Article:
The Zomo HD-120 mono-stick headphone (or “monophone”) is something I reckon you’re either going to love, or hate. Setting aside the colour (there are several variations available), the very idea of DJing with just one ear is bound to polarise people.
I spent some time with it, including using it for a real DJ gig, in order to work out how practical it is and who might be interested in such a device. Today I’ve got a full review and a video talkthrough of the Zomo HD-120 – an unusual headphone indeed.
I quite liked it, but my partner said she thought it was awful! As I say, it can polarise people, and that’s even before they’ve used it.
I quite liked it, but my partner said she thought it was awful!
In the hand it feels like a sturdy, well-built thing, with an ergonomic foam grip that has the “Zomo” logo in grey on the back of it, and a smart spot-colour / chrome / matt rubber earcup that has a choice of detachable pads – one velour, one leather effect.
The cable is a standard DJ-style coiled effort, with a right-angle 1/8″ TRS connector for your DJ controller or mixer that comes with the usual 1/4″ adaptor attached. and a chunky XLR connector on the headphones end – a nice touch, that lends a feel of professionalism to the HD-120.
Obviously the way you use this is going to be different to how you use most other headphones.
DJ monitoring is a personal thing, with some DJs keeping their headphones permanently on their heads (but only one ear), some permanently on both ears, others round their necks, using one or two ears to monitor as they see fit.
So the way you would potentially take to this would likely be wildly different from the next DJ.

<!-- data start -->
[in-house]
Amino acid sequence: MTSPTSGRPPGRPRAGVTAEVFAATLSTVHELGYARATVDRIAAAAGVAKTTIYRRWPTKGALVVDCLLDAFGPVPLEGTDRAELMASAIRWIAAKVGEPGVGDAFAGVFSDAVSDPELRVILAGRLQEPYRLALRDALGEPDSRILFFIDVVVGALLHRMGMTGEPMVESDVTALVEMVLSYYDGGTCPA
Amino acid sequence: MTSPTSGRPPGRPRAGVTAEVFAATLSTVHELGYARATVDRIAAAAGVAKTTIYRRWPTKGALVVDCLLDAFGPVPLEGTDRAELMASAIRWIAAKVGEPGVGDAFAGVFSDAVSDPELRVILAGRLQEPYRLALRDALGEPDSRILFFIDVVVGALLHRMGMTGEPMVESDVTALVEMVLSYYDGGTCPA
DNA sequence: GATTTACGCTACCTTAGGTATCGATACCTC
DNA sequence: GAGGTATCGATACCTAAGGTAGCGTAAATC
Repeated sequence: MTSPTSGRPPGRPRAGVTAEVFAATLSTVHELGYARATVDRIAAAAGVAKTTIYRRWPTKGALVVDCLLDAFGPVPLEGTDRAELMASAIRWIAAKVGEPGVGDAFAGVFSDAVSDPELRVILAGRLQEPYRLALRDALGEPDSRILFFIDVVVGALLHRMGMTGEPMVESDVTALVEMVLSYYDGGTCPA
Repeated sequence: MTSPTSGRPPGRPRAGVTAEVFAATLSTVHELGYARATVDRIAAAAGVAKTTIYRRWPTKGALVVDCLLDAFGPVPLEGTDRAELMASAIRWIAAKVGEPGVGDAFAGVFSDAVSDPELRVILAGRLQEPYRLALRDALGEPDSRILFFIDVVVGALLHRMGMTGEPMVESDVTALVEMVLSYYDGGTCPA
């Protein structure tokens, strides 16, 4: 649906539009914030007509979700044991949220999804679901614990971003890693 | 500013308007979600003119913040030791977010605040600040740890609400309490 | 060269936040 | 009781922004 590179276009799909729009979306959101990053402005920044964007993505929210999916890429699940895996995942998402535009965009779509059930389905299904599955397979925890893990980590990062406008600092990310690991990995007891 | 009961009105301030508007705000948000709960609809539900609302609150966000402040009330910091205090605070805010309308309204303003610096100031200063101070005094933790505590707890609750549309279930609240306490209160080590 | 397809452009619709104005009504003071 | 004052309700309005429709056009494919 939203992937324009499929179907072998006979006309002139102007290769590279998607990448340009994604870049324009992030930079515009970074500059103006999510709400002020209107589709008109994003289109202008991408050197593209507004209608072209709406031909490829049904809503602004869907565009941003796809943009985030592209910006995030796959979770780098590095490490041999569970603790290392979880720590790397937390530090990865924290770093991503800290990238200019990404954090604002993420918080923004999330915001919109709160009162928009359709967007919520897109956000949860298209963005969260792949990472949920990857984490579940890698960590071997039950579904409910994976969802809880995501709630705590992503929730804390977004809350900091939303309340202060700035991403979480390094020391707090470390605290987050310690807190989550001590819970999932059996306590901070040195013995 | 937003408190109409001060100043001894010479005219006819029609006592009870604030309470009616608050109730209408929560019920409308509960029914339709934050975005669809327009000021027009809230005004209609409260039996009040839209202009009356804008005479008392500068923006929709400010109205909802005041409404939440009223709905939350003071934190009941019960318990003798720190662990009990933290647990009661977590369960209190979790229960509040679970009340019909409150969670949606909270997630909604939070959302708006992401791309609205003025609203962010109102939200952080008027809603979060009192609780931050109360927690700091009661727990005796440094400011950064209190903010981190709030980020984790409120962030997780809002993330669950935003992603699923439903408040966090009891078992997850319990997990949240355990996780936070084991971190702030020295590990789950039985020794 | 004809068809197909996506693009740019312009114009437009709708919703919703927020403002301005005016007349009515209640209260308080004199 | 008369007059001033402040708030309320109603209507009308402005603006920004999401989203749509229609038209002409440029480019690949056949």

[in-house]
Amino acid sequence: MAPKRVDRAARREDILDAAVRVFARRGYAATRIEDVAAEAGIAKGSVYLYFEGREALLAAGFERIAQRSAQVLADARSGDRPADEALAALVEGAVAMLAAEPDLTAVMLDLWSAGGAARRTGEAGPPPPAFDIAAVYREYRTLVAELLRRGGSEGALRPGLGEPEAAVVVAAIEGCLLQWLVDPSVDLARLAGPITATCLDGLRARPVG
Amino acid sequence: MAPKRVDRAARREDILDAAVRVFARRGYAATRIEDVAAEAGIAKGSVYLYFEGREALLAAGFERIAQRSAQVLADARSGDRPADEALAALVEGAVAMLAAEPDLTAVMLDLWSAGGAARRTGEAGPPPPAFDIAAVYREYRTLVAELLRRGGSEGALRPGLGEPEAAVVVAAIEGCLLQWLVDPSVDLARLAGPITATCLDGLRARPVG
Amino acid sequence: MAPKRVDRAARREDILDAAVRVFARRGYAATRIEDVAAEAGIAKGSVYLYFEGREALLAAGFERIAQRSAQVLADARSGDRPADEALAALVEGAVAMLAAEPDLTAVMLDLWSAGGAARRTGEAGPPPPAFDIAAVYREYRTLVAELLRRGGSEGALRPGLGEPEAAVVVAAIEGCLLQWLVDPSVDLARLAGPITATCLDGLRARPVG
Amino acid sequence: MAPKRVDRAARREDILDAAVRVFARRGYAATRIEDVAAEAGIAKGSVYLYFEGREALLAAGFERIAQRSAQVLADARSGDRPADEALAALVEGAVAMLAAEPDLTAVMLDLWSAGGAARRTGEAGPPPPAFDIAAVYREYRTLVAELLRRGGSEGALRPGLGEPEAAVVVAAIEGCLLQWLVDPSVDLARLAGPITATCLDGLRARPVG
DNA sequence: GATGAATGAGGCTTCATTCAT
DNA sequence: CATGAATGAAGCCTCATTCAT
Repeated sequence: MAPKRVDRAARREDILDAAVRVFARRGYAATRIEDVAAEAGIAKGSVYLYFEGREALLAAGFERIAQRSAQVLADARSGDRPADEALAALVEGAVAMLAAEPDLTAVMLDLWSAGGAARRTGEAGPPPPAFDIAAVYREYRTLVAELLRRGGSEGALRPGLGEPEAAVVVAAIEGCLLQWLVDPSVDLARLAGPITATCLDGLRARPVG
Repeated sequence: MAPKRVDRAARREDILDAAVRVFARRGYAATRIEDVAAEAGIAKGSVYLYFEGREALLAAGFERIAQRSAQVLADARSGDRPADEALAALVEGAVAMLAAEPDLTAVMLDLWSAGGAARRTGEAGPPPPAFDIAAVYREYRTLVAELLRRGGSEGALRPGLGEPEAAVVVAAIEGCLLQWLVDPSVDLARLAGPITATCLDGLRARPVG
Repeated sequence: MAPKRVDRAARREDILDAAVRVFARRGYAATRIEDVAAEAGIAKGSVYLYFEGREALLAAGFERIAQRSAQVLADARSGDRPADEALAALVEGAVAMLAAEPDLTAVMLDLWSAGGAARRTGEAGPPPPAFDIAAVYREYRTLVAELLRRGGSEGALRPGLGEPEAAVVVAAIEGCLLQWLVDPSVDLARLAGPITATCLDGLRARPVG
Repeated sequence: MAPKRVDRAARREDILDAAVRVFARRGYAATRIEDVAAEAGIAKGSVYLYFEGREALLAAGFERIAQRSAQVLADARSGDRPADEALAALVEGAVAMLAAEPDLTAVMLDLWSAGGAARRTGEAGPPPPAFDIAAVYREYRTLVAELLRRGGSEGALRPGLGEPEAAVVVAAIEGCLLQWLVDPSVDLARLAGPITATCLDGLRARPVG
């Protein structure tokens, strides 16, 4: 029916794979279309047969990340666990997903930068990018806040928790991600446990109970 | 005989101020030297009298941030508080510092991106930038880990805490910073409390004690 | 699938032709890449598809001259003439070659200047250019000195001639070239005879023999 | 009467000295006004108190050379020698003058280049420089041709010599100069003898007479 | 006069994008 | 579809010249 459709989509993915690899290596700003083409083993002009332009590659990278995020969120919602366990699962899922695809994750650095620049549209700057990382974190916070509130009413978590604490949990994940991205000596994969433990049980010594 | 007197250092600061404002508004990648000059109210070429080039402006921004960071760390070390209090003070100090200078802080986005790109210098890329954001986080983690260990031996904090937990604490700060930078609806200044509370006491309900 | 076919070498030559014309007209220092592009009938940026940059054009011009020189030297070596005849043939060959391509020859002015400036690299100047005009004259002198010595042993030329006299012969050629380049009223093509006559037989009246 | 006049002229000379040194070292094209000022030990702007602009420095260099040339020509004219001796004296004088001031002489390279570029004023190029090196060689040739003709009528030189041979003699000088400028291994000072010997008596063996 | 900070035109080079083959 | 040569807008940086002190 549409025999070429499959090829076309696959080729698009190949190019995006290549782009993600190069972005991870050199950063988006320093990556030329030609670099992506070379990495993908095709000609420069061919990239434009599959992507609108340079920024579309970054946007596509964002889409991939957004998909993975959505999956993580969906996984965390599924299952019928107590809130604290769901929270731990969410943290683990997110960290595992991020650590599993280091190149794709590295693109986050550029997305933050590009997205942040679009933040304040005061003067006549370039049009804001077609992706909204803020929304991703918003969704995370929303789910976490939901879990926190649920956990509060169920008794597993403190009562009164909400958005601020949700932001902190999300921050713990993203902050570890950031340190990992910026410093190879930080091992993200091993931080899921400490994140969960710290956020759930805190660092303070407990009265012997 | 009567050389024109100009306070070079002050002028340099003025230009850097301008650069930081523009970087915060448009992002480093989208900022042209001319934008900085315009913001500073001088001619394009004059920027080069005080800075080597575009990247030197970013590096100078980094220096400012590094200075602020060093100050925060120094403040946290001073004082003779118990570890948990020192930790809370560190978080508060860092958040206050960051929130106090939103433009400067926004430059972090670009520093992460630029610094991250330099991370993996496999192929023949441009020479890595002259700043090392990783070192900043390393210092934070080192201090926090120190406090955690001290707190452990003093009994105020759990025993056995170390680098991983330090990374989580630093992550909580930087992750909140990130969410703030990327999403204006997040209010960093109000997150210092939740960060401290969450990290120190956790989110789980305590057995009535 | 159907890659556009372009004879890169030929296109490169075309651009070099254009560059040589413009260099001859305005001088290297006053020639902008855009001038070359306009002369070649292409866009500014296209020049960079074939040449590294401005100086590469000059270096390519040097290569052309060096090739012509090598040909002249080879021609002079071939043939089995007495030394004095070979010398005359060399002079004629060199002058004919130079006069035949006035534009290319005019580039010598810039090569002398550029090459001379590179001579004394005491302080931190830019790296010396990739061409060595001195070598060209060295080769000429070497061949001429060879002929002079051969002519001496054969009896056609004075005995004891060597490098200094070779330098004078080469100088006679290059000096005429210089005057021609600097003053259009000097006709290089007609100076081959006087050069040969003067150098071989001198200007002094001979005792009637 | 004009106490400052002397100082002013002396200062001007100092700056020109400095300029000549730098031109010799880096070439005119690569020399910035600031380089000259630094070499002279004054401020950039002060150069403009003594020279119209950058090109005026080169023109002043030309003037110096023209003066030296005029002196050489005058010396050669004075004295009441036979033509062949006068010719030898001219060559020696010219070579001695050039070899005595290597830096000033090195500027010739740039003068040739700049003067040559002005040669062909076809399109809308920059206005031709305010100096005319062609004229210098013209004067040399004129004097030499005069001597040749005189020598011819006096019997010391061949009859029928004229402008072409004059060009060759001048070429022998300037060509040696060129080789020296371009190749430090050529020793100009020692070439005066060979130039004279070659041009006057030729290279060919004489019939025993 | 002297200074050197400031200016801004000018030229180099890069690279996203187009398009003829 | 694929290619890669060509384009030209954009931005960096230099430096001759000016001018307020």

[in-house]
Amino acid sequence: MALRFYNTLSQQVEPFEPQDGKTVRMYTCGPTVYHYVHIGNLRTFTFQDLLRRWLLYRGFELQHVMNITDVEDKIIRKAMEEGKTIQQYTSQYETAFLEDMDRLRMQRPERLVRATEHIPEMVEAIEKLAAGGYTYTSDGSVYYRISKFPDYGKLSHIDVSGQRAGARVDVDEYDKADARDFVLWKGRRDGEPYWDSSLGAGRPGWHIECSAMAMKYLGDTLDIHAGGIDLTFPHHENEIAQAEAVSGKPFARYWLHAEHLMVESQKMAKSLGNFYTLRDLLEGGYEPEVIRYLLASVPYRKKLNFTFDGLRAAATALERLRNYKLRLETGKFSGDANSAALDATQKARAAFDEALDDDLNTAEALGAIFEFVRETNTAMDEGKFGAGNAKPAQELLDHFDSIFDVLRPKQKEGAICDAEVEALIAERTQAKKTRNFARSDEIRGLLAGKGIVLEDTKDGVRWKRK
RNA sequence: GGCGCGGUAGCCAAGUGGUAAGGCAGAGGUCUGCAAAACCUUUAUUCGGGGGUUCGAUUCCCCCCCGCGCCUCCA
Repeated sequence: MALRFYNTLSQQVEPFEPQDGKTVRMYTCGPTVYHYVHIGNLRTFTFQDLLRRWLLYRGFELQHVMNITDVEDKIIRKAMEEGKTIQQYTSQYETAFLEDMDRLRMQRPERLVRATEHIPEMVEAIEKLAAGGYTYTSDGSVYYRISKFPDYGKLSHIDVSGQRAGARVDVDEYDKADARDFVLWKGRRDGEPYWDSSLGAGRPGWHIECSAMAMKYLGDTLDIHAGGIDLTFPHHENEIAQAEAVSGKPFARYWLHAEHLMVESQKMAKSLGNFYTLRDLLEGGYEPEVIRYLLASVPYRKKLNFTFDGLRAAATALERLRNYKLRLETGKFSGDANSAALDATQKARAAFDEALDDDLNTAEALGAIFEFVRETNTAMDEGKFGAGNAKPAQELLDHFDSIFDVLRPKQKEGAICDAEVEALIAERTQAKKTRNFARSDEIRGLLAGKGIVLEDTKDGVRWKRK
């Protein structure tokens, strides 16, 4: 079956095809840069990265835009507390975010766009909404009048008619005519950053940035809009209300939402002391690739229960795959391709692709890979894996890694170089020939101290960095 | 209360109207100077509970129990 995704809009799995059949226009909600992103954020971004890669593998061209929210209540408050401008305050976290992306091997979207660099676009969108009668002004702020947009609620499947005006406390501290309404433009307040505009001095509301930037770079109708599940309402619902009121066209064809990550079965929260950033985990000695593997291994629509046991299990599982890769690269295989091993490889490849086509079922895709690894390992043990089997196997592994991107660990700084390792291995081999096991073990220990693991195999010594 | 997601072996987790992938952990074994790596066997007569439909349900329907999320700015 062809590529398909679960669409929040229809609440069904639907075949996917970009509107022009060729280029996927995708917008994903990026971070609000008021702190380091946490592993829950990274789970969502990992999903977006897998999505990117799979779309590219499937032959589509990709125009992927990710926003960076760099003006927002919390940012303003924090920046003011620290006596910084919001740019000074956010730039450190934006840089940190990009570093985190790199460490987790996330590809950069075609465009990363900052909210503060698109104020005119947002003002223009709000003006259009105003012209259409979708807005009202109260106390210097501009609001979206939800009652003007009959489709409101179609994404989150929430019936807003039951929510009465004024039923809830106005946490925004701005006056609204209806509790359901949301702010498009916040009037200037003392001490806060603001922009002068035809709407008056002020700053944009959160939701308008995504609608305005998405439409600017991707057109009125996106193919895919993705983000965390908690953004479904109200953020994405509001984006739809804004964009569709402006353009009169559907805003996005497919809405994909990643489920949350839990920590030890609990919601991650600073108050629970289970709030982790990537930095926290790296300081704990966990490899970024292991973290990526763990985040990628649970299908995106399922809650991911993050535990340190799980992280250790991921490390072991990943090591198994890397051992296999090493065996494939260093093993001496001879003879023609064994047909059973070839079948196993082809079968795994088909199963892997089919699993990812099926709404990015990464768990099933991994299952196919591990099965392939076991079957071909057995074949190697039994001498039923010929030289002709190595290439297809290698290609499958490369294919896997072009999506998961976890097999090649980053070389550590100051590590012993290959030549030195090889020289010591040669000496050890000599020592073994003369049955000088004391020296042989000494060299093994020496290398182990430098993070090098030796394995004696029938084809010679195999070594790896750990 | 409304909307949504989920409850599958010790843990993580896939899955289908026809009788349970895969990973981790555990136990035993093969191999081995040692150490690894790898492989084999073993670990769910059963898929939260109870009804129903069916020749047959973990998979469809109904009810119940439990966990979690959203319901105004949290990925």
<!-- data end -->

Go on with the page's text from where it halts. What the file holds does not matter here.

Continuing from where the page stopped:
Me? I usually DJ holding one earcup of my headphones to my ear with my shoulder, leaving both hands free for mixing, and allowing me to make the music in my ear louder or softer by squeezing harder or releasing the pressure from my shoulder (believe me, it’s only the HD-150 that’s got me thinking about this at all!).
And actually, I found it to be fine for my style of DJing, and quite good fun. It’s loud enough, and while it’s pretty hard to assess sound quality on only one ear (again, something I’ve just found out!), it sounds fine and has the clarity and punch necessary for DJing. It’s also undeniably an attention-grabber.
Ultimately, there’s one reason why this isn’t for me. Turns out that while I do indeed use my normal two-cupped headphones in a way that’s compatible with using one of these, there’s actually a part of my DJing that the HD-120 can’t help me with.
You’ll either like this, or really not want anything to do with it!
When I can’t decide which of two or three tunes to play next, I usually put one of the contenders on in my headphones, put them on both ears, turn them up, close my eyes and let the tune take over. If I’m feeling it, I’ll know fast and I’ll use it, or if not, I’ll decide equally as fast to try something else. And as there’s no way you can do this with a mono-stick style headphone, it’s a no-go in my DJ bag.
But as I said at the start, you’ll either like this, or really not want anything to do with it! If you think this kind of headphone would suit your (there are several colours to choose from. too), the Zomo HD-120 a competent example of the style. It’s well made, there’s a decent DJ lead provided, and it sounds good enough.
So the question is: Are you a monophone-type guy (or girl)?
- Unusual, eye-catching design
- Sturdy build
- Chunky, detachable DJ cable
We don’t like:
- Design won’t suit everyone’s DJing
What do you think?
So do you love or hate this design? Have you sever seen a DJ using a monophone design? Have you ever used one? Please share your thoughts in the comments.
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